Avoiding mask side-effect of acne mechanica

CDC artwork


As if end-of-semester stress isn’t enough, our fight against the pandemic has caused a rise in acne due to masks: acne mechanica.

The general public has been calling it Maskne.

Although it isn’t new, acne mechanica has become more widespread.

This type of acne is triggered by the rubbing, friction or heat against the skin by fabric or protective gear on the face.

Before the pandemic it was most common in health and medical professionals, athletes and soldiers due to their activities and jobs requiring facial protection.

According to the CDC, cloth masks are the most protective against the coronavirus for the public, specifically those that are 100% cotton.

It is the best choice in terms of material. It is gentle on the skin and breathable while still being efficiently protective.

Just as important is washing your mask by hand or in the washing machine.

Keeping your mask clean and having a good rotation of masks to wear can help prevent pores from getting clogged and keep out dirt, oil and bacteria, which will help prevent acne.

What is underneath your mask is just as important when it comes to preventing Maskne.

Wearing makeup is an everyday thing for a lot of people, but the truth is that this isn’t the best for your skin underneath your mask.

Not only will the makeup rub against your skin and the fabric of your mask, but it also can clog your pores, which can lead to a breakout.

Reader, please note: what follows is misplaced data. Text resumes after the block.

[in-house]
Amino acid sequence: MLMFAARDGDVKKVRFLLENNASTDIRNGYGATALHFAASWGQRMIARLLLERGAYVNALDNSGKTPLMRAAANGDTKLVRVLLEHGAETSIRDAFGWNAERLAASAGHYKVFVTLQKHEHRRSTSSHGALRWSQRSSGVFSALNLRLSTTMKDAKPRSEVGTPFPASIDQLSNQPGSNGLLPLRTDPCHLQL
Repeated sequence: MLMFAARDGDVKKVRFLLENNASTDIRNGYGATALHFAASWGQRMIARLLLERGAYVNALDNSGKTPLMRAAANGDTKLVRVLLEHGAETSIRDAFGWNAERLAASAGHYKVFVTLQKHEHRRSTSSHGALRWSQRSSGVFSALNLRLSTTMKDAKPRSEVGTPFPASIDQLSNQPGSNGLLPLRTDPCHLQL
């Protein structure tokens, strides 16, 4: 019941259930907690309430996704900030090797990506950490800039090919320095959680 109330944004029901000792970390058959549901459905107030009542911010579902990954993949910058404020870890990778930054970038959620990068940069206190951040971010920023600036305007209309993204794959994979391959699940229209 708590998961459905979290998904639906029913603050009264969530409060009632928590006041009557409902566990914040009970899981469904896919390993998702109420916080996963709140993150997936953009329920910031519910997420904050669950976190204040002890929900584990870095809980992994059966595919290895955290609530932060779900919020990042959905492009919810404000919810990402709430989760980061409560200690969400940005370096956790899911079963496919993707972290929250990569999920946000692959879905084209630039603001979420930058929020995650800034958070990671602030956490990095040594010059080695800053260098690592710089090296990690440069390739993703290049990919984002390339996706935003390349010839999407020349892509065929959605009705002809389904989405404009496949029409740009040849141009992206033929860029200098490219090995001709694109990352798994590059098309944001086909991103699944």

Avoiding wearing thick or heavy makeup under your mask can keep the skin clear.

One way of preventing the problem is by adopting a healthy skincare routine.

Washing your face with a cleanser before and after wearing a mask, or as a normal routine, can help keep the pores clear and skin clean.

Applying moisturizer is also beneficial in keeping your skin hydrated and preventing the friction between the skin and your mask.

Choosing products that are fragrance free and with fewer ingredients can help keep your skin clear.

As much as you try to prevent Maskne, if you have acne-prone or oily skin, you may occasionally have a breakout.

Staying away from harshly medicated products and only using products such as benzoyl peroxide as a spot treatment can help reduce flare-ups.

Diet and stress can also contribute to a breakout.

It is always recommended to see a dermatologist to get a proper diagnosis and further treatment if your breakouts persist.

The bottom line is that masks have now become part of our everyday outfits, and don’t seem to be going away anytime soon.

Finding a way to help of prevent and treat Maskne might be beneficial.